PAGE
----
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Ruling Validates Equality Law

Labor commissioner wins case against bakers

1/3/2018, 9:53 a.m.
Oregon Bureau of Labor and Industries Commissioner Brad Avakian says Oregon’s protections against discrimination in public accommodations remain strong after ...
Brad Avakian

Oregon Bureau of Labor and Industries Commissioner Brad Avakian says Oregon’s protections against discrimination in public accommodations remain strong after a higher court affirmed a finding that an Oregon bakery discriminated against a couple because they were Lesbians.

The Oregon Court of Appeals last week upheld emotional distress damages for the same-sex couple, which was denied service by the Sweet Cakes bakery in Gresham. The ruling affirms the Oregon Bureau of Labor and Industry’s finding that the owners unlawfully discriminated against the couple in violation of the Oregon Equality Act of 2007 by denying them full and equal access to a place of public accommodation.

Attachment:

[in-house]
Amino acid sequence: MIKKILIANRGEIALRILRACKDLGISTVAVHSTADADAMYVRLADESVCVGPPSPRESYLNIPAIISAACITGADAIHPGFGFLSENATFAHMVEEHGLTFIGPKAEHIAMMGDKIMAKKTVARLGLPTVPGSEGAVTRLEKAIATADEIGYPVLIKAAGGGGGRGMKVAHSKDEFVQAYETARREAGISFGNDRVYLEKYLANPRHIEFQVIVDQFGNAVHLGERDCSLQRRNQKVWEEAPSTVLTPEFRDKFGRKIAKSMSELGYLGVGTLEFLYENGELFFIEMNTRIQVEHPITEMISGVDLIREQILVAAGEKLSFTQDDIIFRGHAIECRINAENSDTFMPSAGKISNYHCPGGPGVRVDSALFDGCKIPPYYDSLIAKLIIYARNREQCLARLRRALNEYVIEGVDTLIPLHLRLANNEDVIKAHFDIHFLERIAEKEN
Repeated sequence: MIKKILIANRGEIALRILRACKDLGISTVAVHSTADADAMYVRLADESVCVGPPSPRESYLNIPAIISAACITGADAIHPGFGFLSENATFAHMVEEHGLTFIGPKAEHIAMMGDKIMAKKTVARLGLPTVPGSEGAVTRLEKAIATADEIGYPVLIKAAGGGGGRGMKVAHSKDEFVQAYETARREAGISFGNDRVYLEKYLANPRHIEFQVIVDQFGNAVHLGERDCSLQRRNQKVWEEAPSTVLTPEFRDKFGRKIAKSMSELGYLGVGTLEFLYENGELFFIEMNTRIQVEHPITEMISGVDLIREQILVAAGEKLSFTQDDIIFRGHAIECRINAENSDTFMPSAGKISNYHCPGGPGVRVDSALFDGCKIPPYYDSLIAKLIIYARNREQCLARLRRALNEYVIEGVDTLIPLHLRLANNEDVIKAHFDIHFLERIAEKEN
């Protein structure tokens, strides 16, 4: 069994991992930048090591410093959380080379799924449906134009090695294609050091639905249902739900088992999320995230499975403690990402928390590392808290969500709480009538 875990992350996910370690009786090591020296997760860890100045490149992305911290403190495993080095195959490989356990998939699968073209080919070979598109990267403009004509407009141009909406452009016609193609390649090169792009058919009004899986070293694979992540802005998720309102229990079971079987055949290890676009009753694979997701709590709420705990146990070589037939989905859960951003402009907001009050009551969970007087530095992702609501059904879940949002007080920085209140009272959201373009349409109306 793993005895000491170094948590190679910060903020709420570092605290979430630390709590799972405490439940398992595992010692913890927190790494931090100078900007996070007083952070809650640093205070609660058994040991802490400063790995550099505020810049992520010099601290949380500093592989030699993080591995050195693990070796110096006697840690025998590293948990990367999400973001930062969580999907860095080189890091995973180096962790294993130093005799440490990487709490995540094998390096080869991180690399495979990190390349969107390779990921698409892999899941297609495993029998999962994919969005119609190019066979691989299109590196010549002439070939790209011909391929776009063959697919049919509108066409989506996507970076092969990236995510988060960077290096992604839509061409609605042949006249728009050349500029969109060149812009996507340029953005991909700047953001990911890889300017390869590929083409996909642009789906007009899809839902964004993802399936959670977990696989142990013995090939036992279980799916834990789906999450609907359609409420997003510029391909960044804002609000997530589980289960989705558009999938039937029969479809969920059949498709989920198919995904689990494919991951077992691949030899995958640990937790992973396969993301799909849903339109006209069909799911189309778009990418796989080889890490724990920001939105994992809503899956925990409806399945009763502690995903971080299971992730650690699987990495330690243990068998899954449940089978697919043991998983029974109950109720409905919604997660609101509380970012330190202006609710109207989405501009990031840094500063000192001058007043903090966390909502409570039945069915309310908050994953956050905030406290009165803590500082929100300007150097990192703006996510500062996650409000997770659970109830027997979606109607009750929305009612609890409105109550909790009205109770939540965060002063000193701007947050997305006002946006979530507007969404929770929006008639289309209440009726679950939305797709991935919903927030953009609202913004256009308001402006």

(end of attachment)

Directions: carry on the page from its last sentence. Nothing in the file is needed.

The court affirmed both the $135,000 in damages and the underlining violation of the law while rejecting BOLI’s finding that the Klein’s public statements represented an intent to unlawfully discriminate in the future.

Under Oregon law, businesses cannot refuse service based on sexual orientation, just as they cannot turn customers away because of race, sex, disability, age or religion.

In response to the ruling, Commissioner Brad Avakian explained that within Oregon’s public accommodations law is the basic principle of human decency that every person, regardless of their sexual orientation or gender identity, has the freedom to fully participate in society.

“For the past 10 years, the Oregon Equality Act of 2007 has protected Oregonians from unlawful discrimination in housing, employment and public places. Today’s ruling sends a strong signal that Oregon remains open to all,” Avakian said.

In each civil rights investigation, the Bureau of Labor and Industries approaches the complaint not with a bias for or against the complainant, but with a duty to determine the unique set of facts, officials said. In the vast majority of all employment, housing and public accommodations complaints filed under the Oregon Equality Act of 2007, BOLI investigators have found that no substantial evidence exists to support charges of discrimination based on sexual orientation or gender identity, officials said.

Any Oregon employer seeking to navigate the Oregon Equality Act or other civil rights protections can contact BOLI’s Technical Assistance for Employers with questions at (971) 673-0824.